Genomic structural variants (SVs) are abundant in humans, differing from other forms of variation in extent, origin and functional impact. Despite progress in SV characterization, the nucleotide resolution architecture of most SVs remains unknown. We constructed a map of unbalanced SVs (that is, copy number variants) based on whole genome DNA sequencing data from 185 human genomes, integrating evidence from complementary SV discovery approaches with extensive experimental validations. Our map encompassed 22,025 deletions and 6,000 additional SVs, including insertions and tandem duplications. Most SVs (53%) were mapped to nucleotide resolution, which facilitated analysing their origin and functional impact. We examined numerous whole and partial gene deletions with a genotyping approach and observed a depletion of gene disruptions amongst high frequency deletions. Furthermore, we observed differences in the size spectra of SVs originating from distinct formation mechanisms, and constructed a map of SV hotspots formed by common mechanisms. Our analytical framework and SV map serves as a resource for sequencing-based association studies.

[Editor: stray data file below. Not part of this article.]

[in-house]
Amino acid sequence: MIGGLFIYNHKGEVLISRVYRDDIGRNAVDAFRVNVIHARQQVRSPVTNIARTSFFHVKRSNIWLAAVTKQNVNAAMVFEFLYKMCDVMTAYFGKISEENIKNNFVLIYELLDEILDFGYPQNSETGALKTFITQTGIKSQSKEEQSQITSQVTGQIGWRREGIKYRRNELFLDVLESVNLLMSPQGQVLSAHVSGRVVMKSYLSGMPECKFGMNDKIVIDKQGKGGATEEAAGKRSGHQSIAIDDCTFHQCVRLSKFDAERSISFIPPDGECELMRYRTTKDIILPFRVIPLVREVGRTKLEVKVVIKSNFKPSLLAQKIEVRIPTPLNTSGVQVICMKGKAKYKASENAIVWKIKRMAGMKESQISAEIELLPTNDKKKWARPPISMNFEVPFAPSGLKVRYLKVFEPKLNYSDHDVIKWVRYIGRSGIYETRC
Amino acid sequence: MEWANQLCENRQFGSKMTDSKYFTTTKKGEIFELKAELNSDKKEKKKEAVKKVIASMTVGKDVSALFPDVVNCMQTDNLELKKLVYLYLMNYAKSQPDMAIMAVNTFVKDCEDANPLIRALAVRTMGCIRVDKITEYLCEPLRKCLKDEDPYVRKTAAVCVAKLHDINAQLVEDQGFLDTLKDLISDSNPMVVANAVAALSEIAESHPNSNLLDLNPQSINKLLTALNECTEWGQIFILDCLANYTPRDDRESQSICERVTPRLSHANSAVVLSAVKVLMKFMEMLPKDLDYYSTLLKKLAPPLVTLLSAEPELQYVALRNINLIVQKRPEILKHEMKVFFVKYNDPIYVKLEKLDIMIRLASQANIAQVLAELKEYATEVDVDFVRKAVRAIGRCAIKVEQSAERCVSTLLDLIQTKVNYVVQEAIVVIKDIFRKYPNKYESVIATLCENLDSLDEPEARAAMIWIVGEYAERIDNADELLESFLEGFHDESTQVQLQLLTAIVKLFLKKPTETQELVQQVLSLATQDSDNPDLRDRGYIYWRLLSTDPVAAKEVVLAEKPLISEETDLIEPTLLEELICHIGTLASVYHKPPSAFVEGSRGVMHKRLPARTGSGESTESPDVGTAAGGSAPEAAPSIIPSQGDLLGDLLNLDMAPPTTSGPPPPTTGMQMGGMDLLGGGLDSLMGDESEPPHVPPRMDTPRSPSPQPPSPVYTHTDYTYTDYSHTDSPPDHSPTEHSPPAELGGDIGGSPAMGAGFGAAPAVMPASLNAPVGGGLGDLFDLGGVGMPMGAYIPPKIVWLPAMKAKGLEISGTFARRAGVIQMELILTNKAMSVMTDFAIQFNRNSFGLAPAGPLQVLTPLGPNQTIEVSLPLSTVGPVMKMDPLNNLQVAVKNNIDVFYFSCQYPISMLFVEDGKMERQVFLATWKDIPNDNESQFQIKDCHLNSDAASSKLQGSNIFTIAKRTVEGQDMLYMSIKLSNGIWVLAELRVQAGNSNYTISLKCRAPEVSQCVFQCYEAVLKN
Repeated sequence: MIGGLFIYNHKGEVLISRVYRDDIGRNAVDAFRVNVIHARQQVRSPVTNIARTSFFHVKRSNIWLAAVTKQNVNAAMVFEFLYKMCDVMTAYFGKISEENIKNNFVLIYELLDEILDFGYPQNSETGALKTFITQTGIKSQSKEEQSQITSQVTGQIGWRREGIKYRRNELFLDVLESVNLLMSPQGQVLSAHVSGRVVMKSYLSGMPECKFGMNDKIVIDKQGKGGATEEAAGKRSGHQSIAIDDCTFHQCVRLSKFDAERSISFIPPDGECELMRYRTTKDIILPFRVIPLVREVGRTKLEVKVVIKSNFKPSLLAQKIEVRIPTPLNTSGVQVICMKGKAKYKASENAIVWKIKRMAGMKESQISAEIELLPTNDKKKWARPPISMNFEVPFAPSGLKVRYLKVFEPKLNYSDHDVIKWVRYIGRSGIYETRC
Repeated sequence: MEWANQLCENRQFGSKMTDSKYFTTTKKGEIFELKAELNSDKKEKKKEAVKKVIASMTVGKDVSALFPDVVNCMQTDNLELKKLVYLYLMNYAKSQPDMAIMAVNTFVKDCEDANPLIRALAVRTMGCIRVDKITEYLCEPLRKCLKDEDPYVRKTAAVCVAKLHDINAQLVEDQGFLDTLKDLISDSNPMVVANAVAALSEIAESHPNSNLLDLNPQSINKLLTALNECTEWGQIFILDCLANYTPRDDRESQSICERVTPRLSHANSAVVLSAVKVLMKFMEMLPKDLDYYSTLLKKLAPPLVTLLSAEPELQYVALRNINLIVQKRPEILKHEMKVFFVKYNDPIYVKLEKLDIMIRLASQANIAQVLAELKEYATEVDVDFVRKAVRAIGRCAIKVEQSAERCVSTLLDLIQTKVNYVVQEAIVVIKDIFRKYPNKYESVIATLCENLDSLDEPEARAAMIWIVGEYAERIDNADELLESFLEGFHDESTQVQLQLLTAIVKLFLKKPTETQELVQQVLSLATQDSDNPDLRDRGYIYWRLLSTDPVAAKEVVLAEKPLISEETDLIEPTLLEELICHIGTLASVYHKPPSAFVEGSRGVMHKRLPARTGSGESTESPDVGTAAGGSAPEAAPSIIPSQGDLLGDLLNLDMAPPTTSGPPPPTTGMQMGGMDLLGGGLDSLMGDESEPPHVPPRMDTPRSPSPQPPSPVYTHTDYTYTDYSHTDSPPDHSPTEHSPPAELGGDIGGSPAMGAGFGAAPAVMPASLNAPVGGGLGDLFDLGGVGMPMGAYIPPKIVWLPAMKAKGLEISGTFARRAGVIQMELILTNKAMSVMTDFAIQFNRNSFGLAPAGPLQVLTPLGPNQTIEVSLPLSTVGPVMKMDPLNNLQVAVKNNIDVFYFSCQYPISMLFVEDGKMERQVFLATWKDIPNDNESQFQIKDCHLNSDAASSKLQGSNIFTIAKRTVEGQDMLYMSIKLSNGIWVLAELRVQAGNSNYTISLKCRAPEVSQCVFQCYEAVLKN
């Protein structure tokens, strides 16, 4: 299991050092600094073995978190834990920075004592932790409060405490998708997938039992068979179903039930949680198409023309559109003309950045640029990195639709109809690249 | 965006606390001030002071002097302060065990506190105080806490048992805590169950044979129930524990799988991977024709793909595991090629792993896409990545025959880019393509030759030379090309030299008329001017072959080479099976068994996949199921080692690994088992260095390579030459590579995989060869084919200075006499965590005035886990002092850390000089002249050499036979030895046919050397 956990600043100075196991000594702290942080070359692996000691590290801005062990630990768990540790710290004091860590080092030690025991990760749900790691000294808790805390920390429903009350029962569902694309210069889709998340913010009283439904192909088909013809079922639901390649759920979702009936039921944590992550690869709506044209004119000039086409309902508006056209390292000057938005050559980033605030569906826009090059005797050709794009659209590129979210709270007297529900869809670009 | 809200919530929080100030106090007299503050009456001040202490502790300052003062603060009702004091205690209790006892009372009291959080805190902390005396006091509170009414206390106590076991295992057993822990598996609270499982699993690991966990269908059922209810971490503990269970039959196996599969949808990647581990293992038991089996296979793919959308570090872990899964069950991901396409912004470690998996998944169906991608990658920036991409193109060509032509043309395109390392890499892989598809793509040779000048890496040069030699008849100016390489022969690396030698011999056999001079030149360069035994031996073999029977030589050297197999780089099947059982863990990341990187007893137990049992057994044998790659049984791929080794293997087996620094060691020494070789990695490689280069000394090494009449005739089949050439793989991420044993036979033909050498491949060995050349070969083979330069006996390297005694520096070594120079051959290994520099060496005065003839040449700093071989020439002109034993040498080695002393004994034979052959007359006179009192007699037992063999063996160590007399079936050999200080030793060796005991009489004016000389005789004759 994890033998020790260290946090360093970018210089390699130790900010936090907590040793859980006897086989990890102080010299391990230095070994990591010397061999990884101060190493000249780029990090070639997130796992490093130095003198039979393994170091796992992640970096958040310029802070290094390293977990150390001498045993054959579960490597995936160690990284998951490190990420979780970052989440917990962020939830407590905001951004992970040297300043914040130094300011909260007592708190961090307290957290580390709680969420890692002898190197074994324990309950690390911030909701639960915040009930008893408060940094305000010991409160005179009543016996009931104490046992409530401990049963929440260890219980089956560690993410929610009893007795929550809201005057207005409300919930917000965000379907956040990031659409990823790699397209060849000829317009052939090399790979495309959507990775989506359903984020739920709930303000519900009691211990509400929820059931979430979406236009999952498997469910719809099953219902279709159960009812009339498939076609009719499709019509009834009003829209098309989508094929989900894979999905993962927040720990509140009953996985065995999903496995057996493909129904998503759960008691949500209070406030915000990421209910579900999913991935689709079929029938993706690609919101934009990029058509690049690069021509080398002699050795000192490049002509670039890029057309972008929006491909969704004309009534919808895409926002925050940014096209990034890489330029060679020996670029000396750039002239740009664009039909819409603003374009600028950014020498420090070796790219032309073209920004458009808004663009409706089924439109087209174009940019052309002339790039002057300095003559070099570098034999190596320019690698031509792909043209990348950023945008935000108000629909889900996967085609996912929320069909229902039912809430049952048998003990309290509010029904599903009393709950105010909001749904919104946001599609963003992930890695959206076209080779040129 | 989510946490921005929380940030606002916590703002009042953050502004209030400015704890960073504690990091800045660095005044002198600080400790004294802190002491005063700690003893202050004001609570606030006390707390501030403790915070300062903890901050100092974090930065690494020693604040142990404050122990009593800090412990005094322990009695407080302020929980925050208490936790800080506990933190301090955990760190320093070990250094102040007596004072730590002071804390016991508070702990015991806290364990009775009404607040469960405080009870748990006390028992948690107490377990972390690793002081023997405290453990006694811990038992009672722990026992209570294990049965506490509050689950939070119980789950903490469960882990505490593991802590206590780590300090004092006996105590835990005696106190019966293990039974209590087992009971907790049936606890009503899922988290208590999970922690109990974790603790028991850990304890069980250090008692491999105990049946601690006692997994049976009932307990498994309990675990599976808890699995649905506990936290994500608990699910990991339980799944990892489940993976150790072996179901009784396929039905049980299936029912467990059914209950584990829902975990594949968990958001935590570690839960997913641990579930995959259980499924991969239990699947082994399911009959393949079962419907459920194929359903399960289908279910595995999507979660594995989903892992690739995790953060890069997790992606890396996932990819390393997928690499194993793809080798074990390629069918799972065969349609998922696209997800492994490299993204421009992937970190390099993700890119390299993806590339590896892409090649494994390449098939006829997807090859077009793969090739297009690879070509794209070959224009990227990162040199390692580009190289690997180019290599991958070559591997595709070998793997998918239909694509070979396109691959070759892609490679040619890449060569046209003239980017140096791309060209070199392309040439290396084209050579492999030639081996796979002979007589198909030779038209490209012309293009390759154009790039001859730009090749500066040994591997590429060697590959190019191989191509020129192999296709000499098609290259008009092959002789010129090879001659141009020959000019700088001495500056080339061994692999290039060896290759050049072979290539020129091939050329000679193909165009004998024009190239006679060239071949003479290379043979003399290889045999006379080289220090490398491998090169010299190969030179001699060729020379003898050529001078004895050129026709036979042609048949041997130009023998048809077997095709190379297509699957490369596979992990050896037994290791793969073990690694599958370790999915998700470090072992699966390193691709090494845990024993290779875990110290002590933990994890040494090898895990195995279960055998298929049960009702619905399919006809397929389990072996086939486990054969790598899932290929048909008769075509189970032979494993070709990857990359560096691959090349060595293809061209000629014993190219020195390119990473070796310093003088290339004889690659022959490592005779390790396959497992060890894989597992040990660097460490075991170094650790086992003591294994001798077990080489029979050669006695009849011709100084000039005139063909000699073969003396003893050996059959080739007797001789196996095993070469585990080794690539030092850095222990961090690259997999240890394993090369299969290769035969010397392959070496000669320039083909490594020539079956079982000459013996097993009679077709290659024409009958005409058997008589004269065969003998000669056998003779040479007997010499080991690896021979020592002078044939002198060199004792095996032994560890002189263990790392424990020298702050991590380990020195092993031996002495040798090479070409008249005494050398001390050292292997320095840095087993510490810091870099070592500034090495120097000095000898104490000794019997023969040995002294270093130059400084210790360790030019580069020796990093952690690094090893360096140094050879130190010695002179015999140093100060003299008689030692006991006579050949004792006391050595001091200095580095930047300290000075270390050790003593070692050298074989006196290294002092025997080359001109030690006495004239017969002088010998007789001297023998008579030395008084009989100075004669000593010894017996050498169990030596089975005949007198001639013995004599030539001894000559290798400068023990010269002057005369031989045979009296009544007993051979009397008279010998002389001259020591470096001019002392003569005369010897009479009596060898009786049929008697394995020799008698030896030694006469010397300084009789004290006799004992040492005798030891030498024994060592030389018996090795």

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We would like to acknowledge C. Hardy, R. Smith, A. De Witte and S. Giles for their assistance with validation. M.A.B.’s group was supported by a grant from the National Institutes of Health (RO1 GM59290) and G.T.M.’s group by grants R01 HG004719 and RC2 HG005552, also from the NIH. J.O.K.’s group was supported by an Emmy Noether Fellowship of the German Research Foundation (Deutsche Forschungsgemeinschaft). J.W.’s group was supported by the National Basic Research Program of China (973 program no. 2011CB809200), the National Natural Science Foundation of China (30725008; 30890032; 30811130531; 30221004), the Chinese 863 program (2006AA02Z177; 2006AA02Z334; 2006AA02A302; 2009AA022707), the Shenzhen Municipal Government of China (grants JC200903190767A; JC200903190772A; ZYC200903240076A; CXB200903110066A; ZYC200903240077A; ZYC200903240076A and ZYC200903240080A) and the Ole Rømer grant from the Danish Natural Science Research Council. E.E.E.’s group was supported by grants P01 HG004120 and U01 HG005209 from the National Institutes of Health. C.L.’s group was supported by grants from the National Institutes of Health: P41 HG004221, RO1 GM081533 and UO1 HG005209 and X.S. was supported by a T32 fellowship award from the NIH. We thank the Genome Structural Variation Consortium (http://www.sanger.ac.uk/humgen/cnv/42mio/) and the International HapMap Consortium for making available microarray data. The authors acknowledge the individuals participating in the 1000 Genomes Project by providing samples, including the Yoruba people of Ibadan, Nigeria, the community at Beijing Normal University, the people of Tokyo, Japan, and the people of the Utah CEPH community. Furthermore, we thank R. Durbin and L. Steinmetz for comments on the manuscript.